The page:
Syracuse primary elections on Tuesday may decide race for mayor in November

It may be for party members only, but Tuesday’s primary is a crucial one in the race for Mayor of Syracuse.
Syracuse (WSYR-TV) – It may be for party members only, but Tuesday’s primary is a crucial one in the race for Mayor of Syracuse.

Three Democrats are battling for the party nod in November, which may be the only real race they run since the Republican Party is struggling to even find a candidate to run.

The three candidates explained that being mayor is about helping people, but each has a different view of how to accomplish that.

"I think we have been going in new directions and focusing on services and providing them in a new way, providing them in an innovative way, looking for partnerships with the county for example,” said Stephanie Miner, current Syracuse Mayor seeking a second term.

“I think you have to determine what works and what doesn't work and you have to advocate for the families and you have to allocate resources that benefit the family,” explained current Syracuse Common Councilor Pat Hogan. "I think the solution is having an administration that's totally focused on crime and quality of life issues. It takes into account that solving the crime issue is a complex issue, in that you have to use the police department, you have to use the codes department, you have to use the school district."

"I'm a firm believer if you create opportunity and access and give people a chance, then you will see in my opinion a decrease in crime," said Democratic candidate Alfonso Davis.

The candidates know everything they want to accomplish for the city is balanced against the huge financial problems facing Syracuse.

"It’s going to take our best skills and I have committed that we are going to be leaders on this issue. As the mayor of this city, I'm going to make sure I'm at the table when we start looking at these structural issues impacting cities across New York State and across the country," said Miner.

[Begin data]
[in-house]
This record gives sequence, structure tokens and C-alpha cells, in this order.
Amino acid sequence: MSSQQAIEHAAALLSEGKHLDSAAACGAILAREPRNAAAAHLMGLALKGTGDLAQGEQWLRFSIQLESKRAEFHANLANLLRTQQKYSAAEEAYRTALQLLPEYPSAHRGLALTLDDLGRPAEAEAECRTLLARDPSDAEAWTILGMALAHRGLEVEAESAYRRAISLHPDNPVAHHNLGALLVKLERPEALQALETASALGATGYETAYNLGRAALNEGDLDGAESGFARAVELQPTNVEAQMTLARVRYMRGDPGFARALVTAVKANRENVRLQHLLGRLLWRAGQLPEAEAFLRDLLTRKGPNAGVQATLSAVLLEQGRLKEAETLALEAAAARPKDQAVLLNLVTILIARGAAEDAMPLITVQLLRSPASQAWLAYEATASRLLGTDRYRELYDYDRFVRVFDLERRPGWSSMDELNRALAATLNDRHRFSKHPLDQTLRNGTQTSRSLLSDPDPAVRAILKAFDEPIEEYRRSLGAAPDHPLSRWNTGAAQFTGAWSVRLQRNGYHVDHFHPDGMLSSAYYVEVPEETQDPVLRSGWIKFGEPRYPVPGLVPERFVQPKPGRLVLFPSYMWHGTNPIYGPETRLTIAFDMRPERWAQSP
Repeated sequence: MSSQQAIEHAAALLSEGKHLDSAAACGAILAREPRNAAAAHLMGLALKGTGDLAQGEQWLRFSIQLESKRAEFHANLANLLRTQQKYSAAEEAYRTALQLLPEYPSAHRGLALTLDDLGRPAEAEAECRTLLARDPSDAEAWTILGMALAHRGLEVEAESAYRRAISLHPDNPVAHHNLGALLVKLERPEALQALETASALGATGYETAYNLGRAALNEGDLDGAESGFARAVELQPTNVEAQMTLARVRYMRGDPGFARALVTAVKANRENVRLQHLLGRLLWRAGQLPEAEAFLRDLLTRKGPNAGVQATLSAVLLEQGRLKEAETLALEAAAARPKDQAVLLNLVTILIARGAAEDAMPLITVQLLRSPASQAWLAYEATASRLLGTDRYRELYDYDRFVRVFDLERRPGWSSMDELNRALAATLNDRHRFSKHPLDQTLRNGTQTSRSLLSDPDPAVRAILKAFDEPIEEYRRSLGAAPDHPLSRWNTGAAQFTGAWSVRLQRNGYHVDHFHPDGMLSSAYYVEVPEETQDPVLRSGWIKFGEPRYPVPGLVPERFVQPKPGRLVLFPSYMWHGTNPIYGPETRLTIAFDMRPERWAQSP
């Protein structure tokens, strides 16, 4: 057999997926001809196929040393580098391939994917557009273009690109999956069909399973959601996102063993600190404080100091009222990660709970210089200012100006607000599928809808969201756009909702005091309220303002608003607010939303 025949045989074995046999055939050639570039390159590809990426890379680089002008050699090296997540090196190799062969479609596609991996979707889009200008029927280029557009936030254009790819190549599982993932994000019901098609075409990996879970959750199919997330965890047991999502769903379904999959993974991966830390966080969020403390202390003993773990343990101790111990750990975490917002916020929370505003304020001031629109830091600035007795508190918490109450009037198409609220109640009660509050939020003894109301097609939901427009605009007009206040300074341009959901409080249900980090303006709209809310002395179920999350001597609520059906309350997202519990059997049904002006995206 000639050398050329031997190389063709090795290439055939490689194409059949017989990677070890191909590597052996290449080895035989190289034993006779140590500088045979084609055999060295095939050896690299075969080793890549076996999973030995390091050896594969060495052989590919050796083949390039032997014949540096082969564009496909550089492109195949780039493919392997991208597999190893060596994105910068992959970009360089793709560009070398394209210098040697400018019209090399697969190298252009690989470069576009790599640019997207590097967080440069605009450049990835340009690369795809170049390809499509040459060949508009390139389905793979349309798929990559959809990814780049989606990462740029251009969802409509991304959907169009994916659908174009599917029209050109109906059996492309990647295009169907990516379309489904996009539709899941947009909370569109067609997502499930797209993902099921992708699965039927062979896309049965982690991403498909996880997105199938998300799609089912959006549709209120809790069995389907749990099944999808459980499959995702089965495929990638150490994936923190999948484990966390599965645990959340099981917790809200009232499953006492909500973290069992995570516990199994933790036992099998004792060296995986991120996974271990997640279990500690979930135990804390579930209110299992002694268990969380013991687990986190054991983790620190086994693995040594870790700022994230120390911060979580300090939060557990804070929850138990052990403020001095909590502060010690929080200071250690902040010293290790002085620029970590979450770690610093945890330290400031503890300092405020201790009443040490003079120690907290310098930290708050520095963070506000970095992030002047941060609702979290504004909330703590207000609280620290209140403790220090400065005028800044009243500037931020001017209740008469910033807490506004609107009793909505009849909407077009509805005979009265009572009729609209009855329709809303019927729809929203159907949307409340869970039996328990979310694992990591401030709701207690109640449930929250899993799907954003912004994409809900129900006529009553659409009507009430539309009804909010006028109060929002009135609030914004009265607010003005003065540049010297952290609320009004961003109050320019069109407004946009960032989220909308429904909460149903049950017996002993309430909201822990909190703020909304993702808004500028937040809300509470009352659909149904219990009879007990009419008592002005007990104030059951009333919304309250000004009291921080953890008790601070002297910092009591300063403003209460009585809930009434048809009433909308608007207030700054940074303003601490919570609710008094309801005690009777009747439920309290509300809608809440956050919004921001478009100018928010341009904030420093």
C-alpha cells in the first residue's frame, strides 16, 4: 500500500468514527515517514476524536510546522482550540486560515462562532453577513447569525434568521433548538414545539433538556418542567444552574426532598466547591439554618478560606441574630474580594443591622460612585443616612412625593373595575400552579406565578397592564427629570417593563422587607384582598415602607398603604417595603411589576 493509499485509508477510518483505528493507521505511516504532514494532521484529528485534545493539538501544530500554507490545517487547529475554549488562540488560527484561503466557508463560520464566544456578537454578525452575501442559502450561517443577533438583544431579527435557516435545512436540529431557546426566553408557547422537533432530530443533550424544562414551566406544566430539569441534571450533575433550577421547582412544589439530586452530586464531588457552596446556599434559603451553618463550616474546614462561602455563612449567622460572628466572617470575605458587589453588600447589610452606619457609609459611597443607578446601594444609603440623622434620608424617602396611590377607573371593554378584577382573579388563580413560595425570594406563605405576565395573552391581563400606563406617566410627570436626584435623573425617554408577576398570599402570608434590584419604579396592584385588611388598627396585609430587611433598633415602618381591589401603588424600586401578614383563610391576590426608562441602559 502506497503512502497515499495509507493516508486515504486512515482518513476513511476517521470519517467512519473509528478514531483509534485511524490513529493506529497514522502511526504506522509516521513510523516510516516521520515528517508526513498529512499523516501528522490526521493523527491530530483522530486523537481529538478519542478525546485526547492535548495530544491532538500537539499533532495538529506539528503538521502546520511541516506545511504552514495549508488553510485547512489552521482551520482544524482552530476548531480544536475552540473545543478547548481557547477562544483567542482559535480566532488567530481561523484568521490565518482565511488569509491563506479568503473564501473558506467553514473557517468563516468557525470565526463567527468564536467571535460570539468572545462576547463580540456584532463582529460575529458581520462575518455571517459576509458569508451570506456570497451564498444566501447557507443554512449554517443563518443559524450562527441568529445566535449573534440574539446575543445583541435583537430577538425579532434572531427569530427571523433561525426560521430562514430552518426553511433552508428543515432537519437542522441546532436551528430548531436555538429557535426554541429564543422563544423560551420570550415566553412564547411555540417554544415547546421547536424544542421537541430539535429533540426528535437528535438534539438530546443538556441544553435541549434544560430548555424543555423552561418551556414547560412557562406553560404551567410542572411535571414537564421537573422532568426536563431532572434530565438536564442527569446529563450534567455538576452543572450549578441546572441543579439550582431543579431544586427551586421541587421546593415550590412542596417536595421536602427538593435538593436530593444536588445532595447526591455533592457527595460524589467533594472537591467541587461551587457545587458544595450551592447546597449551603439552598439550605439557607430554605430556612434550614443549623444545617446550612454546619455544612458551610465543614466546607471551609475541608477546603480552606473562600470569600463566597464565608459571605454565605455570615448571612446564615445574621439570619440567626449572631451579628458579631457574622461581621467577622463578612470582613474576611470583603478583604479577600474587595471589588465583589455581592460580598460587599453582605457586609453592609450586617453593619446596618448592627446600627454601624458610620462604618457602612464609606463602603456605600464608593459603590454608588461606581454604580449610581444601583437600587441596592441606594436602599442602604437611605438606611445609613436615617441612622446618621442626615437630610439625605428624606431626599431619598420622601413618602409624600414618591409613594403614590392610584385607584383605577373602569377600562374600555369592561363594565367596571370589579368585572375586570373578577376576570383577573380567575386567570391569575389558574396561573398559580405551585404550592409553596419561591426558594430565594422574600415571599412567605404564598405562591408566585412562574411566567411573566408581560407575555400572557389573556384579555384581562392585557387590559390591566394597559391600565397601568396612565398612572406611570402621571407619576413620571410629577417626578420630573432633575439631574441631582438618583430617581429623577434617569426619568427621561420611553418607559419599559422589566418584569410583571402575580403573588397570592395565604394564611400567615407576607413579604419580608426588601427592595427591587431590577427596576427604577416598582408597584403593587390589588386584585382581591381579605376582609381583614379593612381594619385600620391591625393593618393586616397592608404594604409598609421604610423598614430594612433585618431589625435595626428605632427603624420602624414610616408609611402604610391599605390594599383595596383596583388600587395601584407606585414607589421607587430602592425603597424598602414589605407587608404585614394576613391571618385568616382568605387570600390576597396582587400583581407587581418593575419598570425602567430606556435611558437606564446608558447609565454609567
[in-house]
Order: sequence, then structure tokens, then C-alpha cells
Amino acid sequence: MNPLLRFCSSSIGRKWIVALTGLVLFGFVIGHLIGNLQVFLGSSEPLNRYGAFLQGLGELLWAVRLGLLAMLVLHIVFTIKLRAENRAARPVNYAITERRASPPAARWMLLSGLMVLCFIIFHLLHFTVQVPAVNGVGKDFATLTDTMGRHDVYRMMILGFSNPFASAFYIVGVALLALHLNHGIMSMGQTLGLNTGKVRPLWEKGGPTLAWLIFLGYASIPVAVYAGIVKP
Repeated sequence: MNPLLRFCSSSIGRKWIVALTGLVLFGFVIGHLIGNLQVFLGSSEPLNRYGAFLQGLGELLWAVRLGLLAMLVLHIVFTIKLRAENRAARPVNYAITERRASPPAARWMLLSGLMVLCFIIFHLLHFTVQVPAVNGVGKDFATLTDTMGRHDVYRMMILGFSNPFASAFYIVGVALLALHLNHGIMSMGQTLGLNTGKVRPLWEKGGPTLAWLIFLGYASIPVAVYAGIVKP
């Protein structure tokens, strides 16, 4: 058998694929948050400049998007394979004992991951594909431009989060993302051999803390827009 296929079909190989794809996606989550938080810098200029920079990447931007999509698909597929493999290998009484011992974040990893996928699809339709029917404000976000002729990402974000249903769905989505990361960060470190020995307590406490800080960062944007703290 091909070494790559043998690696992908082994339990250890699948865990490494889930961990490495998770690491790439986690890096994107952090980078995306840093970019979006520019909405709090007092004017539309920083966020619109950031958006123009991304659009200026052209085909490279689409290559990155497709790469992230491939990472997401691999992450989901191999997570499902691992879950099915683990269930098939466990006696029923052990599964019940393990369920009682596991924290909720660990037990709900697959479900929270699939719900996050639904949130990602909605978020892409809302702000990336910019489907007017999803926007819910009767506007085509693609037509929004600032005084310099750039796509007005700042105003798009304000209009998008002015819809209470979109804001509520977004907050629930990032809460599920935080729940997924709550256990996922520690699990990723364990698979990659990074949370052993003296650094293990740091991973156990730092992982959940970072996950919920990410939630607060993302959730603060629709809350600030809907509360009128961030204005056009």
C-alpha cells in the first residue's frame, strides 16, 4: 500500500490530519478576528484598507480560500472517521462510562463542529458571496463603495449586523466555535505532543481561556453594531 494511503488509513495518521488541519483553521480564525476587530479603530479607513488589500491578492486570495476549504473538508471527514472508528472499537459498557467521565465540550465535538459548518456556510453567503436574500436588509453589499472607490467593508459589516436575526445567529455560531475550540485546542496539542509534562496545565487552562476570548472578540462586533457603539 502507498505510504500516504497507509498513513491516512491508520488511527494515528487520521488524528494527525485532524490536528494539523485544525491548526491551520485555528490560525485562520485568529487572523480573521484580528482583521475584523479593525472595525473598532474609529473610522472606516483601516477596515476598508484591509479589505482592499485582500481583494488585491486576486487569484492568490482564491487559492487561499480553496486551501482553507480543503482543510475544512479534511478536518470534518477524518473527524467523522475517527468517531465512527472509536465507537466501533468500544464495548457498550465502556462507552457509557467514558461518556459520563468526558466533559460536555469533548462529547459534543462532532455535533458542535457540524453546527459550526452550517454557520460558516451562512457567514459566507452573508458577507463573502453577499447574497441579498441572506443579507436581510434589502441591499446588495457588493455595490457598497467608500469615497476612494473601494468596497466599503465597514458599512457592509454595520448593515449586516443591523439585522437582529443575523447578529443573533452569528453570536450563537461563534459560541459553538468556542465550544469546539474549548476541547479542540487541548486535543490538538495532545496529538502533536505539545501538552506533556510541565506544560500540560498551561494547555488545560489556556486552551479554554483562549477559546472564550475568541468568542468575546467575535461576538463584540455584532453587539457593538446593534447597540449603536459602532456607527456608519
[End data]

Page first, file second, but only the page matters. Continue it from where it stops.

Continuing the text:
Davis says as an insurance agent and financial planner, he has the skills and experience to deal with financial issues.

"At the end of the day, you have to balance your checkbook. At the end of the day, you have to make sure the right bills are being paid. I'm dealing with maintaining or making sure they can be present for today and plan for the future,” Davis said.

With no serious candidate on the Republican side in this fight for mayor, primary day may be the mayoral race before mid-September is here.

"I'm running my race and talking about my record and talking to voters about what we've done in the past and what we're going to continue to do. With that in mind, what other parties do or other people say doesn't matter to me," Miner said.

Hogan addressed the speculation on whether he would run on the Republican bill if he doesn't win on Tuesday.

"That hasn't been offered, they haven't asked me to do it and I haven't asked them to endorse me," Hogan said.

"If you don't vote in September, you're not going to see me in November. So for me, it is clear we must make sure that message is loud and clear," said Davis.

After all the campaigning, each candidate hopes their message has gotten through loud and clear to voters.

Polls for all area primary elections open at noon and close at 9 p.m. on Tuesday.

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